Protestants in Geneva were so impressed by Calvin’s Institutes that they invited him to locate there and help establish the “Reform” movement. Calvin’s workload was staggering: he pastored a church and preached in it daily, wrote commentaries on every book of the Bible, authored dozens of Christian pamphlets, trained and sent out missionaries, and influenced nearby schools and civil government. 
          No wonder Calvin suffered from chronic migraine headaches!
          But there may be more to Calvin’s headaches than his workload. This week as I boned up on Calvin for this sermon I realized what a bundle of contradictions he was and still is. For example, when he started his church in Geneva, he introduced a revolutionary church constitution based on the democratic principles of division of powers. But, he retained the ultimate say.
          Over time Calvin drew up an extensive catalog of austere rules of morality not just for his church members but all the citizens of Geneva. These ranged from bans on swearing, gambling, fornication, and dancing (even at weddings). Unexcused absence from worship was penalized. And adultery and homosexuality could draw severe sentences, even death. Later, Karl Barth, one the 20th century’s most influential reformed theologians, observed that none of us would liked to have lived in Calvin’s Geneva.
          On the other hand, Calvin biographer Bruce Gordon of Yale Divinity School notes that Calvin believed the fruits of this world—good friends, good food, and yes, good sex between husbands and wives—were to be enjoyed. Calvin was especially fond of fine wine and gourmet dinners with friends. Calvin once wrote, “The fine things of life point to a gracious God.”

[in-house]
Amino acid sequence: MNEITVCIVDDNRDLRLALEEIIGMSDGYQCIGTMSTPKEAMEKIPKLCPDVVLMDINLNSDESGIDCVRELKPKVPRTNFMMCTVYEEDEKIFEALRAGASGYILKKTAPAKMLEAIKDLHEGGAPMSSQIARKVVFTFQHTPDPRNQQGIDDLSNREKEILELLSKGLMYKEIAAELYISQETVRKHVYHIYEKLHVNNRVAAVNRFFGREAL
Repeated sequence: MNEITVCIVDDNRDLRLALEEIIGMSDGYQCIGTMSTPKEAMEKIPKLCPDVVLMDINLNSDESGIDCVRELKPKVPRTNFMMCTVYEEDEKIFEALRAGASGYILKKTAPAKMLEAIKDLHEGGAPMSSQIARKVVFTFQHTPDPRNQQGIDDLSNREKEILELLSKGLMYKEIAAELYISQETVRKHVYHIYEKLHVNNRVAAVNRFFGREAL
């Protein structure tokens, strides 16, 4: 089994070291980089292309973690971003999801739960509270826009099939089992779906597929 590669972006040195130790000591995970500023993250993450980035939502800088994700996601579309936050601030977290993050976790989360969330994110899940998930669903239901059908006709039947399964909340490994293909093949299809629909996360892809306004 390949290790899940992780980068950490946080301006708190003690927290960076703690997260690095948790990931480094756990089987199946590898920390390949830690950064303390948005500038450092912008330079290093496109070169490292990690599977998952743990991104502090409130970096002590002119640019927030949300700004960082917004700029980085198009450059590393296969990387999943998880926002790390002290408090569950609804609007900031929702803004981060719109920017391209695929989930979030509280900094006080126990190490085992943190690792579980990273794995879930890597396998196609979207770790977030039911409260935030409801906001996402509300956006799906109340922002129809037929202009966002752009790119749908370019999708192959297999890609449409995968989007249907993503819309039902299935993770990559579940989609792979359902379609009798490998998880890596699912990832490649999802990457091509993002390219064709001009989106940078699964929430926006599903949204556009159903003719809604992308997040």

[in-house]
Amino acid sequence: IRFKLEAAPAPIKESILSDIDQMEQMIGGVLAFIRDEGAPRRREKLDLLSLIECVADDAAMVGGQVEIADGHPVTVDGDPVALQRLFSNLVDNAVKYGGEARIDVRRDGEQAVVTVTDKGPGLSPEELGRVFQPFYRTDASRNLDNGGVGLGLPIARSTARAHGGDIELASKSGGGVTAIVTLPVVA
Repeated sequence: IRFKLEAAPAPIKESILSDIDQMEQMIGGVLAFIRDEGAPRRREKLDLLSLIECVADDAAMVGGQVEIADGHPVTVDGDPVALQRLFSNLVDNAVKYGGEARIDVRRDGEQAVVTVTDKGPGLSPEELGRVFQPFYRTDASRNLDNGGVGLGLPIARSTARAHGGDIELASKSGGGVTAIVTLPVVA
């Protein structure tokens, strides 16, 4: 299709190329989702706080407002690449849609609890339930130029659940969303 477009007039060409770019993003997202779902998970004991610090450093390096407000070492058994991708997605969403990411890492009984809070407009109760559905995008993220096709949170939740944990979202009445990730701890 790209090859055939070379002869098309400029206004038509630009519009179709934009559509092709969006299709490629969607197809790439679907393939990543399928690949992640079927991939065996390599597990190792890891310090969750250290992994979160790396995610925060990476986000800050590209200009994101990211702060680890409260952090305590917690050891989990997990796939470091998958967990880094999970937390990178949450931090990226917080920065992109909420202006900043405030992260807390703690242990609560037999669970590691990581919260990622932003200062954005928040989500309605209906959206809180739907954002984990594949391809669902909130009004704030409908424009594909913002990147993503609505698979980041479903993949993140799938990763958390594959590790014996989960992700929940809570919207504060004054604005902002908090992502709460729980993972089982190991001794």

Many observes give John Calvin credit for generating the so-called “Protestant ethic” of hard work and thrift (and, we might add, his approval of banks charging moderate interest rates on loans) that formed the foundation of American capitalism. And yet, it was this same Calvin who also insisted that Christian community mandated we help the poor among us. 
          Emory Law School’s John Witte, Jr. argues that Calvin’s writings also provided the seedbed of American constitutionalism, popular sovereignty, federalism, separation of powers, checks and balances, church and state, and more. Fuller Theological Seminary President Richard Mouw observes in his fascinating book, Calvinism in the Las Vegas Airport, that Calvin believed humility was the cardinal Christian virtue which explains why Calvin chose to be buried in an unmarked grave. 
          But many critics of Calvin note that he didn’t seem either humble or even-handed when he presided over the trial of a Spanish theologian named Michael Servetus who claimed not to believe in the Trinity. Calvin not only convicted Servetus of heresy, but ordered him to be burned at the stake. And similar critics observe that the New England Puritans exiled the first American Baptist, Roger Williams, and executed other supposed “heretics” because of their Calvinist world-view.  
          But nothing about John Calvin was as controversial then or now as his theological views about predestination and the sovereignty of God. These ideas and the related doctrine of prevenient grace have kicked up so much dust and created so many debates and divisions lasting to this day that they demand another look from us as we celebrate Calvin’s 500th birthday.